Having identified the tags and what’s happening means that we are more intelligently using the data. One commonplace example is a Satnav system that finds the fastest way to your destination, suggesting alternatives routes to avoid congestion. Some Satnav systems have greater connectivity where marketing is involved, showing the nearest Starbucks, BP petrol station or McDonald’s.

IoT has developed dramatically in healthcare and medical devices, such as pacemak- ers that can be adjusted while the patient is at home and the cardiac consultant is in their office. This does scare some people (what if it goes wrong?) and there have been rumours about issues with US presidents and their pacemakers being hacked!

In domestic situations we are already witnessing the start of how the IoT is develop- ing, with devices like Google Home and Amazon Alexa that can connect to lighting, heating and security within the house. This means if you leave the house and can’t remember if you left the lights on or not, you can check the app and switch off the lights. Equally if you’re arriving back late, you can switch on the lights, the heating and the oven 10 minutes before you arrive home.

Based on a discussion group, Professor Peter Verhoef and many colleagues explored consumer connectivity and they created a framework for a consumer-centric IoT, as shown in Figure 1.3. This is a simplistic matrix approach where they have used two variables – ecosystems and interactions – and from this identified four business models.

In ecosystems they have noted the idea of open and closed systems. For business model (I), which is a closed system with utility, they used Amazon Echo as the exam- ple. It is closed as it is only available in a specific geographic area, it is linked to an individual or family account and it may be passcode protected.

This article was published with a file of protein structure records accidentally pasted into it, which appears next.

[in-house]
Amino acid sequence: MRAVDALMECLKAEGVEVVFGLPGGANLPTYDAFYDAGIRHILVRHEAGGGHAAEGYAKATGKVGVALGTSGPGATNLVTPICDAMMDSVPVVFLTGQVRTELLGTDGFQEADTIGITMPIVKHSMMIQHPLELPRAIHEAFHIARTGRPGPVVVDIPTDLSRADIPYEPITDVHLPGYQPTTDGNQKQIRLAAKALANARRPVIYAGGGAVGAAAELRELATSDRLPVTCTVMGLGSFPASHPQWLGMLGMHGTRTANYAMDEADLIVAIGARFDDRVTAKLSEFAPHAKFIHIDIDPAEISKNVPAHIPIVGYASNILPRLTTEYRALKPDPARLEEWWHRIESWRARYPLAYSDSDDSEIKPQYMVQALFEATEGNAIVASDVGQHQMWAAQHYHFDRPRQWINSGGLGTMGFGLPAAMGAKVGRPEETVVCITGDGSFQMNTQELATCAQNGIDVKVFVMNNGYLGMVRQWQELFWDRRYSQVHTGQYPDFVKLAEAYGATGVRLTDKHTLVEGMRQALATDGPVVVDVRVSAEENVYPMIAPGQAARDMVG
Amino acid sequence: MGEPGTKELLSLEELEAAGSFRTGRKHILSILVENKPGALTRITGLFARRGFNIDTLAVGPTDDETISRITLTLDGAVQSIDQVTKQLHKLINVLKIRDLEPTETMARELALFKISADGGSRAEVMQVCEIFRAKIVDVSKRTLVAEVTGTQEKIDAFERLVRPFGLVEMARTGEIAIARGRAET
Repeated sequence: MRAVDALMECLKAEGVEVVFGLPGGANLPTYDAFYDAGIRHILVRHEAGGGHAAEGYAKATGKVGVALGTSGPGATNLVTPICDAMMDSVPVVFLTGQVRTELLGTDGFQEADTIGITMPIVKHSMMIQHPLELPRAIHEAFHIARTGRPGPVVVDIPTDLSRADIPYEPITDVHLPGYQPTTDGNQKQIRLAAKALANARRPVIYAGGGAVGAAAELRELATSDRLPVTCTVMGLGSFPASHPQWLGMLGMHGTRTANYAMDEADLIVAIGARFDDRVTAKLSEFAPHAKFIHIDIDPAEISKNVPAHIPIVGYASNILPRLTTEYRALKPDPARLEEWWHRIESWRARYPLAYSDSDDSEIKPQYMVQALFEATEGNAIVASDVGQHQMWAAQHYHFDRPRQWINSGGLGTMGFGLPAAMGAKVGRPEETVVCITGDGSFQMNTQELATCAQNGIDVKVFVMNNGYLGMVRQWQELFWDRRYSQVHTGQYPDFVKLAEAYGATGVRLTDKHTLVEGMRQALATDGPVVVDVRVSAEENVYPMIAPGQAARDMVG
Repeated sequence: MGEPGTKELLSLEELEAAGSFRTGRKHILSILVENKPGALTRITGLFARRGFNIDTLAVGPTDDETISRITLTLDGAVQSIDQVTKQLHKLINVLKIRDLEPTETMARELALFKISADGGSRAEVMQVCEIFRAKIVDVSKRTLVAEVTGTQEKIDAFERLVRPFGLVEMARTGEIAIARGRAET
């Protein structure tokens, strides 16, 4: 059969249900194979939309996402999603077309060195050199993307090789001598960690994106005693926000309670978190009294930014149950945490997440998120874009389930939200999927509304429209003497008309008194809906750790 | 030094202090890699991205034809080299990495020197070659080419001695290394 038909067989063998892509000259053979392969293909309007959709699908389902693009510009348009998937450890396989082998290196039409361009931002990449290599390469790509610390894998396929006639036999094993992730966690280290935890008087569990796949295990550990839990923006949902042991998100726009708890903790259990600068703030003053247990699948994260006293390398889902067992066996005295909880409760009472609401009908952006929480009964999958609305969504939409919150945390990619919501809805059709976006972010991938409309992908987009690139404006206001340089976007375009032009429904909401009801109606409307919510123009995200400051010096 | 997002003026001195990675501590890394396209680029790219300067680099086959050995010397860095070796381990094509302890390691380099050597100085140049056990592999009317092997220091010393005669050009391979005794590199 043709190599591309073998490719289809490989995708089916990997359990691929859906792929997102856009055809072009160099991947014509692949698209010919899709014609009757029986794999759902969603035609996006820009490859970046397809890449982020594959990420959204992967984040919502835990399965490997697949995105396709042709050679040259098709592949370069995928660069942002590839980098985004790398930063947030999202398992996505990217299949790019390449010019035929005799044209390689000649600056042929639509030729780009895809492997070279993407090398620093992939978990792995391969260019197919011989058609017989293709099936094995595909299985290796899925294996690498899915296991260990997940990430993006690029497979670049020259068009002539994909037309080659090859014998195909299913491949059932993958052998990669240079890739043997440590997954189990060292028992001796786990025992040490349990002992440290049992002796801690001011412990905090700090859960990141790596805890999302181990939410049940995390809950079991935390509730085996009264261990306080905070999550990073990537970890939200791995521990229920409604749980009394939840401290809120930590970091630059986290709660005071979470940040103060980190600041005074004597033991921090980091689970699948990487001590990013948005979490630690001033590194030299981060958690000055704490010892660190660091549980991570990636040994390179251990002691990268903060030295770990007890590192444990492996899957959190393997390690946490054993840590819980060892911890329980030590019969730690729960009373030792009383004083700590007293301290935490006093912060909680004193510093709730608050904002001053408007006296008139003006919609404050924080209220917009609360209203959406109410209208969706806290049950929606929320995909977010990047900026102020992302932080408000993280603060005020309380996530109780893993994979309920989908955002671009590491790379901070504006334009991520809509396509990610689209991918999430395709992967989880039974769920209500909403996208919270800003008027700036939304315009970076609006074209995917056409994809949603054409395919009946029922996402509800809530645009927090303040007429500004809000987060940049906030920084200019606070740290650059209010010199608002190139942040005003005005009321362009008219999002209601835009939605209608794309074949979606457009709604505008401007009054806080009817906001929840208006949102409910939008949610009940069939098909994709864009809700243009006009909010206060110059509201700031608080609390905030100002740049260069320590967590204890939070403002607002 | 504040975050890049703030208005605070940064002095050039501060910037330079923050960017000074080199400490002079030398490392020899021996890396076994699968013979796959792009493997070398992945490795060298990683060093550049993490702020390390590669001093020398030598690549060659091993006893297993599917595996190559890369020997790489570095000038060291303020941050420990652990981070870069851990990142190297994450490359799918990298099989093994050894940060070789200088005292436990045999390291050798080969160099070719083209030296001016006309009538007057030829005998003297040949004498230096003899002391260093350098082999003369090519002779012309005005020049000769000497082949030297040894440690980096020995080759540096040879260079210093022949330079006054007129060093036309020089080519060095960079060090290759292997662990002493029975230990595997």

Open networks are available to others, such as the smart meters which are shown in model (II). This means that instead of the requirement to stay at home when the




electricity, gas or water meter usage is checked and recorded by an engineer, this could happen remotely from the supplier’s office. Model (II) facilitates better energy use as washing machines could be intelligently managed and switched on when there is less power usage on the grid, or timed to complete the wash cycle five minutes before the alarm clock goes off.

The group discussed levels of interaction between business and consumers. Business model (III) is a closed system for use by consumers. In this example, they used Nest, the technology company that enables consumers to connect devices and send com- mands remotely from an app to switch on the lights, measure the amount of heat, light and power used that month or check the security cameras.

Model (IV) explored consumers interacting with each other on a peer-to-peer basis. So if there is a day in your calendar when you are not using your car, one of your neighbours could rent or borrow it, and their example was Relay Rides, a firm that enables this functionality in the United States, similar to Airbnb, but for cars.




Smart Grid


Open Networks

Closed Systems


Relay Rides

Amazon Echo Nest


Figure 1.3 Consumer-centric IoT business models

Source: Verhoef et al., 2017, p. 5

It is an interesting model, which, in a utopian world, would work well, but there may be privacy concerns about sharing your calendar with your neighbours – do you want them to know when you’re away or at home all day?

Amazon Echo had challenges when initially launched as children were making pur- chases via their parents’ Amazon accounts. Amazon has solved this with the option to enter a passcode before confirming purchases. There are additional concerns about the devices being hacked so that snoopers can monitor your conversations. The dif- ficulties ahead may be about the fear of use and potential misuse of systems, rather than the technology.

As the technology evolves and as we become more comfortable with its use and security improves, we could use the IoT in other ways, for example:

• Scanning food into the fridge, which will tell you what’s needed for the menu that night before sell-by dates are reached – less food waste.